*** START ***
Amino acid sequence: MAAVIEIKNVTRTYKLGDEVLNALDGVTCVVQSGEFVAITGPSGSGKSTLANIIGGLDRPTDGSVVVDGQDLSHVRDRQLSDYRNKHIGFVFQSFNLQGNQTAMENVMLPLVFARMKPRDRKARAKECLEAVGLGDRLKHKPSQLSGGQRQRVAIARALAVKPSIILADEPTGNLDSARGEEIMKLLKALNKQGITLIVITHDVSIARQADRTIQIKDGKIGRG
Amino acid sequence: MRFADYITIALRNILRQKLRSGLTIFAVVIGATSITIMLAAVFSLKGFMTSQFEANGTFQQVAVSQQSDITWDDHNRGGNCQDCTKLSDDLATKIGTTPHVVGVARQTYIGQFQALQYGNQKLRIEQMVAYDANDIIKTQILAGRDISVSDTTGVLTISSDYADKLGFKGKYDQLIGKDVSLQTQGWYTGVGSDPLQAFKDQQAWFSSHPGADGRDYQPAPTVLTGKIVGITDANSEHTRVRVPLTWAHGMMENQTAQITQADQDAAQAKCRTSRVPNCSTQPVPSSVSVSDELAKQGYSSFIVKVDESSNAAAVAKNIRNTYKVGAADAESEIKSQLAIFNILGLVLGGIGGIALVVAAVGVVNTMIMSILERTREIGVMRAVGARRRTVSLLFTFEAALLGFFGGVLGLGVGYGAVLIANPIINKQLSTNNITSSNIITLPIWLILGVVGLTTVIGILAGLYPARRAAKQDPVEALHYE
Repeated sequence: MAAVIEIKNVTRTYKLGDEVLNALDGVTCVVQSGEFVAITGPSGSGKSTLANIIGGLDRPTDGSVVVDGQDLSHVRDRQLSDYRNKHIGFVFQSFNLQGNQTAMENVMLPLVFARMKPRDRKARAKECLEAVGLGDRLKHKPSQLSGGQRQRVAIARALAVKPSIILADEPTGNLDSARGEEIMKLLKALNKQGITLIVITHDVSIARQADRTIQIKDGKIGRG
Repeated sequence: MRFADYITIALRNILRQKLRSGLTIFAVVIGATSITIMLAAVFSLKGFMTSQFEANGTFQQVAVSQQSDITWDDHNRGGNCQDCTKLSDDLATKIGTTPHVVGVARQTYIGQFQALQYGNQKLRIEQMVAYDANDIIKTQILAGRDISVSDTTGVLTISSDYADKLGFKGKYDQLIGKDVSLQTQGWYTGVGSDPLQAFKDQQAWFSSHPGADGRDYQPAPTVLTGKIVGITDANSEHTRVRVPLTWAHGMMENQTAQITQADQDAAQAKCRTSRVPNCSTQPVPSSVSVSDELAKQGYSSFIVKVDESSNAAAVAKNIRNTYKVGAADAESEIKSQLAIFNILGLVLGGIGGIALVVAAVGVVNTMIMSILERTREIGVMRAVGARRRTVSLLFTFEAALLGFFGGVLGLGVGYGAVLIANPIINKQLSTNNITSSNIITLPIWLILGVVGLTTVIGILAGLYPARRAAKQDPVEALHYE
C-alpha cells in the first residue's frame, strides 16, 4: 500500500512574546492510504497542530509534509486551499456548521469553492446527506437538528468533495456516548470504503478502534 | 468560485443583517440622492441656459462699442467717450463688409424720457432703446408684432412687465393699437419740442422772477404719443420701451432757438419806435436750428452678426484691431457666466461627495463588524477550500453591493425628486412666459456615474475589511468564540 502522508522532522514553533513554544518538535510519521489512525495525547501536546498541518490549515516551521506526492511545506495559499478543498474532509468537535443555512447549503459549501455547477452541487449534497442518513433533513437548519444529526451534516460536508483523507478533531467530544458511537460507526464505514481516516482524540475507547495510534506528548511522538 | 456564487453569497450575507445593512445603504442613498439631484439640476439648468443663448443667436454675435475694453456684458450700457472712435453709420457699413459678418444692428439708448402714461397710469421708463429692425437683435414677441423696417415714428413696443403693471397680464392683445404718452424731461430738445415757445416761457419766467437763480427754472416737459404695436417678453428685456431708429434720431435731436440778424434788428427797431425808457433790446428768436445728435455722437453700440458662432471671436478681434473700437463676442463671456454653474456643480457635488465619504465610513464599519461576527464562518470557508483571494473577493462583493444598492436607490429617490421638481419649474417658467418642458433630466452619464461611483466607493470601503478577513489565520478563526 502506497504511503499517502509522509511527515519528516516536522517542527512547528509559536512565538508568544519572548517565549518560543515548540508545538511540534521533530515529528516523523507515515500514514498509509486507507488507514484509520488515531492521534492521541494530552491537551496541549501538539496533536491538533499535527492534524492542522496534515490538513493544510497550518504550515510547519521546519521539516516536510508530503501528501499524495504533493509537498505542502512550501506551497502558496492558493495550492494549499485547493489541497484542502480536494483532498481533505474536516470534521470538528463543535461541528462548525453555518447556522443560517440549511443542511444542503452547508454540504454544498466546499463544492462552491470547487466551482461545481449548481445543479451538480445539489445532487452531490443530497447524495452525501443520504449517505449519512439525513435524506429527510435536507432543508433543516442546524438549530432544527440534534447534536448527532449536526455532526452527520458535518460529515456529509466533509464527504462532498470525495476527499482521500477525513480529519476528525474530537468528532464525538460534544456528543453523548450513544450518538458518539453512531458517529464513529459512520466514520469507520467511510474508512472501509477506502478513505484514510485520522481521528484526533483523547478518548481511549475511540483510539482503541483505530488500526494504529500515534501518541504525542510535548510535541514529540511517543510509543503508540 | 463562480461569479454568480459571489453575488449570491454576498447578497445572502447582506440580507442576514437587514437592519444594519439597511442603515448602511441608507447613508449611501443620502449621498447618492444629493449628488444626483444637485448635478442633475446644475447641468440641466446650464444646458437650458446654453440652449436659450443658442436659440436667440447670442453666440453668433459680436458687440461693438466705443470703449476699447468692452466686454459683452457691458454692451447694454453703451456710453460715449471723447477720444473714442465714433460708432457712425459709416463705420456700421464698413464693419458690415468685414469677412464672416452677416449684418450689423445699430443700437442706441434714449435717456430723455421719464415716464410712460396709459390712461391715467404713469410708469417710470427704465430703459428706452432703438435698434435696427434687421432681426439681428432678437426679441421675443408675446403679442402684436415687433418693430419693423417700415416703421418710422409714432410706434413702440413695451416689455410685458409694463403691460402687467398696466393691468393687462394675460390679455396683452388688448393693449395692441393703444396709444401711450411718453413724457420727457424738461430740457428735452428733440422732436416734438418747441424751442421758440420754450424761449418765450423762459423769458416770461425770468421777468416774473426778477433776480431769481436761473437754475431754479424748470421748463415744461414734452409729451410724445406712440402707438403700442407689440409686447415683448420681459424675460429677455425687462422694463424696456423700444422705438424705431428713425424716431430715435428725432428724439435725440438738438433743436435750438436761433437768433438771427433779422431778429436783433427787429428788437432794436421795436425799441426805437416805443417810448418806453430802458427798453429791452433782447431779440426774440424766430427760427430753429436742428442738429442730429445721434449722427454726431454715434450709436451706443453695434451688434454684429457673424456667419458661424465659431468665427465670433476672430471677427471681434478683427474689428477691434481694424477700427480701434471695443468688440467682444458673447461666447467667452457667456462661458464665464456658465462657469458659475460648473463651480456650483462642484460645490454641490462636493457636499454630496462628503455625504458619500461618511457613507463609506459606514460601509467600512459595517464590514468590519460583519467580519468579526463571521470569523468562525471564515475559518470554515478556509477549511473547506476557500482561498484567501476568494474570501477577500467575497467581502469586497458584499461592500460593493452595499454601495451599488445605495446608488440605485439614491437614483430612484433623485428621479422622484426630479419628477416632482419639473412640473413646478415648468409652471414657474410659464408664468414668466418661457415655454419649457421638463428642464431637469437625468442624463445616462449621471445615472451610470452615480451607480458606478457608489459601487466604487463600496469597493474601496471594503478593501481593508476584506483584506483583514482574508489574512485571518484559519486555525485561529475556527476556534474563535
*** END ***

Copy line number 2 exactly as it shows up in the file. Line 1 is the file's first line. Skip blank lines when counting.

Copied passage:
Amino acid sequence: MRFADYITIALRNILRQKLRSGLTIFAVVIGATSITIMLAAVFSLKGFMTSQFEANGTFQQVAVSQQSDITWDDHNRGGNCQDCTKLSDDLATKIGTTPHVVGVARQTYIGQFQALQYGNQKLRIEQMVAYDANDIIKTQILAGRDISVSDTTGVLTISSDYADKLGFKGKYDQLIGKDVSLQTQGWYTGVGSDPLQAFKDQQAWFSSHPGADGRDYQPAPTVLTGKIVGITDANSEHTRVRVPLTWAHGMMENQTAQITQADQDAAQAKCRTSRVPNCSTQPVPSSVSVSDELAKQGYSSFIVKVDESSNAAAVAKNIRNTYKVGAADAESEIKSQLAIFNILGLVLGGIGGIALVVAAVGVVNTMIMSILERTREIGVMRAVGARRRTVSLLFTFEAALLGFFGGVLGLGVGYGAVLIANPIINKQLSTNNITSSNIITLPIWLILGVVGLTTVIGILAGLYPARRAAKQDPVEALHYE